Enjoy carbs the right way with carb cycling.
Carbs have always been seen as the necessary evil when it comes to fitness and nutrition. While they have been demonized as the forbidden macronutrient, the truth is, we need them. For those looking to get to the next level, whether that be with increasing muscle mass, boosting athletic performance, or seeking that toned, desired physique, you need all of the right stuff to make any of those three possible. While pumping yourself with protein will provide great benefits to whatever your goals are, you need carbs and should not shy away from including them in your diet.
While many diets suggest restricting carbs, and others who say just leave them out altogether, there is an approach that many do to keep carbs in their dietary routine but do so in an effective way. It is called carb cycling, and it allows for people to alternate between days of high carbs and low carbs to keep energy and performance levels high.
Don’t be afraid of carbs and what they can do for you. It is true that too many can stunt your growth and gains and lead to the adverse of what your goals are, but knowing the right approach and techniques to tackle the issue of carbs will make dieting more enjoyable and your life a whole lot easier.
What Is Carb Cycling?
Carb cycling is a diet that requires a lot of attention and is used by those looking to drop body fat, gain muscle mass, or use it for sport specific ways like storing more carbs for an upcoming event. It works by alternating the amount of carbs you eat on certain days.
You would eat a higher amount of carbs on one day and then a lower amount the next, but would really need to focus on your output level when it comes to exercise to fit in the appropriate days into your week. The goal of this would be to have carbs in your body for those days you do workout and then a lower amount of carbs for the days you don’t (1).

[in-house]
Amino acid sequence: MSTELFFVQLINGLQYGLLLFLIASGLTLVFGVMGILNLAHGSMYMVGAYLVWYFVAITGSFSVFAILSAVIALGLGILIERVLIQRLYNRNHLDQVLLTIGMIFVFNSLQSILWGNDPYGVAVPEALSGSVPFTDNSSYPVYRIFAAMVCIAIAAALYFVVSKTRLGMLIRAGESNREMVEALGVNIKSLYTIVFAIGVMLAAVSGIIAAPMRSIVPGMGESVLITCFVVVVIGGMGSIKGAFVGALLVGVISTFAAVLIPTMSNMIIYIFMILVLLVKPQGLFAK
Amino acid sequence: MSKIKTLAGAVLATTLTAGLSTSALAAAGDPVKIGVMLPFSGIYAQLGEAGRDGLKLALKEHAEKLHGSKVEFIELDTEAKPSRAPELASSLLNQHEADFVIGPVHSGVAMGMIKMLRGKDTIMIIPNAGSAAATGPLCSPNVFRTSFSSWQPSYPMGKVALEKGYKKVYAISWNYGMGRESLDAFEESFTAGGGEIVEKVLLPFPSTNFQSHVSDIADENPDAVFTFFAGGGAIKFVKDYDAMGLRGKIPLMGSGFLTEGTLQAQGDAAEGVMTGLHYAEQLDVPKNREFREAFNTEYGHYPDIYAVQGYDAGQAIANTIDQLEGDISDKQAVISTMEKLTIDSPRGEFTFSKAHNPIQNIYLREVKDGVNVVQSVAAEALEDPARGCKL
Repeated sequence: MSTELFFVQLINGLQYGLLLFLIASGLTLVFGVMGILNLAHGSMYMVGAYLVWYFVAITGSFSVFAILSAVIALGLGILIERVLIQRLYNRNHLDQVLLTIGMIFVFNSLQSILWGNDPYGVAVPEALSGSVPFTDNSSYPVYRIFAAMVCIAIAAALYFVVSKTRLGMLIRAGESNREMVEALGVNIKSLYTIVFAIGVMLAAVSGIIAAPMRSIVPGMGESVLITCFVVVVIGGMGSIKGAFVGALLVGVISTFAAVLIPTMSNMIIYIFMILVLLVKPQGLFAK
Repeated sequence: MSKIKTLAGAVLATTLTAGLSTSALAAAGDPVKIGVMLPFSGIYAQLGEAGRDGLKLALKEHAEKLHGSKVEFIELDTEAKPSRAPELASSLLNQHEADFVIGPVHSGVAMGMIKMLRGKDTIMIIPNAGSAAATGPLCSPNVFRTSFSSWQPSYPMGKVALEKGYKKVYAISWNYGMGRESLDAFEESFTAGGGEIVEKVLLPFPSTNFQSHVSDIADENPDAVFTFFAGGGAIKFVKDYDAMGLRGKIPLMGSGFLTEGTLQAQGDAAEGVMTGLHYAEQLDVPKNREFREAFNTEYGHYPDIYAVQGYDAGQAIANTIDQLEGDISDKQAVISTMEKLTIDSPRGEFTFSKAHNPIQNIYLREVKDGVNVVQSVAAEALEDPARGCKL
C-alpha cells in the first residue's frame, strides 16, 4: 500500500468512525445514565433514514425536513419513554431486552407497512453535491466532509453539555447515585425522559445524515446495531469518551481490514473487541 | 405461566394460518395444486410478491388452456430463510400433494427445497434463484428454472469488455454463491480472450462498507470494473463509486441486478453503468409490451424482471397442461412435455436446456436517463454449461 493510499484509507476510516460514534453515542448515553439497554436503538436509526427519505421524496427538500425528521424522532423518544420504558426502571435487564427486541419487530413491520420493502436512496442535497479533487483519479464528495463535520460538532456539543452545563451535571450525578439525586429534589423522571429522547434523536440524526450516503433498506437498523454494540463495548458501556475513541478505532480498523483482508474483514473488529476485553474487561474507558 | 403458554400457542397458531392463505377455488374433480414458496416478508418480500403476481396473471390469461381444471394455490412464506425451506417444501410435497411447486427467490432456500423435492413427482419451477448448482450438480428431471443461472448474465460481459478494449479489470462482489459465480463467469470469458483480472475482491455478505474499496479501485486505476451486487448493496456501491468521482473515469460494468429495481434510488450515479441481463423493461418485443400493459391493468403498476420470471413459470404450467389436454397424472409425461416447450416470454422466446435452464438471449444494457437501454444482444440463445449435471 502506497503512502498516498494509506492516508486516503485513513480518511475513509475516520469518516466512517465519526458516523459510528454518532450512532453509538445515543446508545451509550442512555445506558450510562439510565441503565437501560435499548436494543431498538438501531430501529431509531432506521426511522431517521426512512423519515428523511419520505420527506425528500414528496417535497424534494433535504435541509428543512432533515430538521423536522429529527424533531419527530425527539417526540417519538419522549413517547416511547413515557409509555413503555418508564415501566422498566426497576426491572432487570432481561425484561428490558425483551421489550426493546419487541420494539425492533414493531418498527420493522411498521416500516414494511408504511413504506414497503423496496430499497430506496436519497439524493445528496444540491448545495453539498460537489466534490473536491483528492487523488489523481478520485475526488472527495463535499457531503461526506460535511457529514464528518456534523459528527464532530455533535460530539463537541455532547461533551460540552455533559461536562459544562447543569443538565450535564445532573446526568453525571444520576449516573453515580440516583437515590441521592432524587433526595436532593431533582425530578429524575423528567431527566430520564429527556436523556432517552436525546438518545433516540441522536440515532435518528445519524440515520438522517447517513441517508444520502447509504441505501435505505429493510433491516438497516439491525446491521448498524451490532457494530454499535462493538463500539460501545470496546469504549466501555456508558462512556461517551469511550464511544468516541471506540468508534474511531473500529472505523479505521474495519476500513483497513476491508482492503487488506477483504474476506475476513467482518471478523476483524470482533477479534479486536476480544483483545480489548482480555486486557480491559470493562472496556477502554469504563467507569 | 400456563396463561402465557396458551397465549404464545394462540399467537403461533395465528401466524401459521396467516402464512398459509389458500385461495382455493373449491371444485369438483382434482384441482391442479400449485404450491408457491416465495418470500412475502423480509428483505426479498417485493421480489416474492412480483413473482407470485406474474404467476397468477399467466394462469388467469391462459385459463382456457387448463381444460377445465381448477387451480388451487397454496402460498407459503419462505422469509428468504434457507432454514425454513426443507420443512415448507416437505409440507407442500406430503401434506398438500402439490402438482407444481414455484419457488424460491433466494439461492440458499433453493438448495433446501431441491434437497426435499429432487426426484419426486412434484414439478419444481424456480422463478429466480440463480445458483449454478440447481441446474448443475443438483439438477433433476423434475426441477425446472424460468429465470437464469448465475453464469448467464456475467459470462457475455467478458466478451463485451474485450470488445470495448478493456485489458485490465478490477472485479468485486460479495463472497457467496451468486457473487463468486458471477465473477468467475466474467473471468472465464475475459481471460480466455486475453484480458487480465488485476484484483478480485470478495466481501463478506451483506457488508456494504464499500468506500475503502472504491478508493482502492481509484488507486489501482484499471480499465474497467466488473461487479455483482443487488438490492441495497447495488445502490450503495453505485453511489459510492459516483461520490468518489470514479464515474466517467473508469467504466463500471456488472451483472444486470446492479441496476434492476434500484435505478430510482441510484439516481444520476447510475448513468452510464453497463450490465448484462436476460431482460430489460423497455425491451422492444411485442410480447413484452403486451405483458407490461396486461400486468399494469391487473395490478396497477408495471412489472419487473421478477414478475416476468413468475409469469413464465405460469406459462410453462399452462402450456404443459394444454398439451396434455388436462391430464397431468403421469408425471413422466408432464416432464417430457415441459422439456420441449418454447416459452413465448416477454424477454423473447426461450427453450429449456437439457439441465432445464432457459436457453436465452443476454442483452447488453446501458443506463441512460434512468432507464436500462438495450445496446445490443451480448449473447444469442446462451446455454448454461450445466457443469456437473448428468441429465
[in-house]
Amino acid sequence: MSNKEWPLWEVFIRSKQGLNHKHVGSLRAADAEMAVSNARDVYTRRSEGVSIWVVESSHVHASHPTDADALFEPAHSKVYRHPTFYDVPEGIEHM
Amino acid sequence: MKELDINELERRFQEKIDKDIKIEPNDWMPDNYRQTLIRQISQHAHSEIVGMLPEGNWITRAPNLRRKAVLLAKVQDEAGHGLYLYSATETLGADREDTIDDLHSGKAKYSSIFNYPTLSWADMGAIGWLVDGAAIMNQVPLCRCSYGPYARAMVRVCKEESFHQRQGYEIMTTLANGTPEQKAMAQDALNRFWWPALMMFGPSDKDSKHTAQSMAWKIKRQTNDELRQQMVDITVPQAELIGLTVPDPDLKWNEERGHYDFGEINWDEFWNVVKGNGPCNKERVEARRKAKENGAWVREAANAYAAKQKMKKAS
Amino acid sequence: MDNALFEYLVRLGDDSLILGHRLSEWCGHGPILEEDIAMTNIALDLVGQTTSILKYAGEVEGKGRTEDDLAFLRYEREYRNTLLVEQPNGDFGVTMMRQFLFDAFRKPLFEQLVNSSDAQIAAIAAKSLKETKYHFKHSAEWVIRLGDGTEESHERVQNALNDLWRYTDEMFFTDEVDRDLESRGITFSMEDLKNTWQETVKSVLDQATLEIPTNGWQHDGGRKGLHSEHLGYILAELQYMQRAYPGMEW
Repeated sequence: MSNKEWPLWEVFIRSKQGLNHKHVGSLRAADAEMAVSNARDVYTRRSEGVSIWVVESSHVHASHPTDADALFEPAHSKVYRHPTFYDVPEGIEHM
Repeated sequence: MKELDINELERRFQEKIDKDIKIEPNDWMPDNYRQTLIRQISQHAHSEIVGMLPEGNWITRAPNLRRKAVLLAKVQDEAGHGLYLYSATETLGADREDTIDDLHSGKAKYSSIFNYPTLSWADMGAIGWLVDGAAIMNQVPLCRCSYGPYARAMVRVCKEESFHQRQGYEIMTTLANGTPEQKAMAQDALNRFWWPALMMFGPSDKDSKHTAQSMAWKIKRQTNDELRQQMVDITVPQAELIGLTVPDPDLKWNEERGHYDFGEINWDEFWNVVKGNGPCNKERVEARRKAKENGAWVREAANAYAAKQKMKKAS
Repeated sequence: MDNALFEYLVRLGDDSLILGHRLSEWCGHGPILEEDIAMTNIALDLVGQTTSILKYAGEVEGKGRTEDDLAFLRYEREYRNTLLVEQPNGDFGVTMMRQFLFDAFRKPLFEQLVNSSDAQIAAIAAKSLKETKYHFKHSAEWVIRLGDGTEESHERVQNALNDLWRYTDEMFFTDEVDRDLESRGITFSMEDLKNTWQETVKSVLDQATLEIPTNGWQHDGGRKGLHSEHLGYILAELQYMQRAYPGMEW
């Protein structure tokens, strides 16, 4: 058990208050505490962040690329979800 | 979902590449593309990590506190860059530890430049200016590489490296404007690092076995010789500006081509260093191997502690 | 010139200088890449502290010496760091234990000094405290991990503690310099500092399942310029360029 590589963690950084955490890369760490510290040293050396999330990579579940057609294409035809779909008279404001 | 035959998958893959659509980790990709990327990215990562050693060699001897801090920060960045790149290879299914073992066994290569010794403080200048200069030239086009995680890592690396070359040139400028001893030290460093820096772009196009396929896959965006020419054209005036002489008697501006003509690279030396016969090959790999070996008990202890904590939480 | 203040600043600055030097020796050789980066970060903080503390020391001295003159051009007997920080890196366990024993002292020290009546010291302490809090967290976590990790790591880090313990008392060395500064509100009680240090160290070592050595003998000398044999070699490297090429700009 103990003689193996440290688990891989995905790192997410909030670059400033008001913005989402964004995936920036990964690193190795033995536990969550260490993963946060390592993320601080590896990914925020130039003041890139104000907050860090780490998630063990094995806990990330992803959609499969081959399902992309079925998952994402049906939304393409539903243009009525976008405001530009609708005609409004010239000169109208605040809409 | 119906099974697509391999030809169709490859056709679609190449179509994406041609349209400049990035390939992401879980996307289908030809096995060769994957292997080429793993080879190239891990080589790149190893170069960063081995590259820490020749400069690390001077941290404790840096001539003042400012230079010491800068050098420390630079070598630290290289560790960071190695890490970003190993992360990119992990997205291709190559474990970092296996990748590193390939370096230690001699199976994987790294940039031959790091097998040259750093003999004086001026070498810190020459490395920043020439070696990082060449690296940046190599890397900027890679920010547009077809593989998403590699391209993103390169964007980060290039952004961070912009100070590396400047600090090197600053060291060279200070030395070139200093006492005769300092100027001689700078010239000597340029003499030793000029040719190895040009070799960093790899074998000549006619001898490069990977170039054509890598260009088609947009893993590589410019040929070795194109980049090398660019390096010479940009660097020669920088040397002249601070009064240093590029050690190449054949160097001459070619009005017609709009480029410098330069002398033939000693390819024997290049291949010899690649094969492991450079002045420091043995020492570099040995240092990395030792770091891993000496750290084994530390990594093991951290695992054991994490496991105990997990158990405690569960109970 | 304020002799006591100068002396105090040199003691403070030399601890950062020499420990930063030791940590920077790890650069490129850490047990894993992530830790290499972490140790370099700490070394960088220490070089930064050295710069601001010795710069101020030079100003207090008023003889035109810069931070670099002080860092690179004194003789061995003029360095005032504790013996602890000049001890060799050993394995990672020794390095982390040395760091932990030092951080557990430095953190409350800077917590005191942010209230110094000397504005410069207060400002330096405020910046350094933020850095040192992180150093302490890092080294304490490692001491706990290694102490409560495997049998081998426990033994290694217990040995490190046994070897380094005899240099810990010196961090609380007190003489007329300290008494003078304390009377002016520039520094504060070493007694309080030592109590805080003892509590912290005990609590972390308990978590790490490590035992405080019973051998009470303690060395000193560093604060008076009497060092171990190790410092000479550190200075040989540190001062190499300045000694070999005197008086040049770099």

How To Plan Your Carb Intake
Planning your carb intake depends on many factors and it all centers around whatever your intended goals are. For those looking to lose weight, manage weight, or change their body composition, it all depends on where you are at in that process. As you become more lean, you will include more high-carb days and begin a muscle building or performance boosting stage. For those still looking to see weight loss, more days of lower carbs are needed to begin to see the intended result.
Your carb days will also need to focus on types of training and when you are training. The idea around carb cycling is that you see your intended goals because you have more carbs in your system to fuel workouts, so they burn away, and then inactive days you don’t have as many to be stored (2). Focusing on the type of training, how intense that training would be, and how long that training session would be is important to consider when planning out your carb cycling week. Having ample fuel is key so this may take a little more research and attention to nail down.
Benefits for Performance & Physique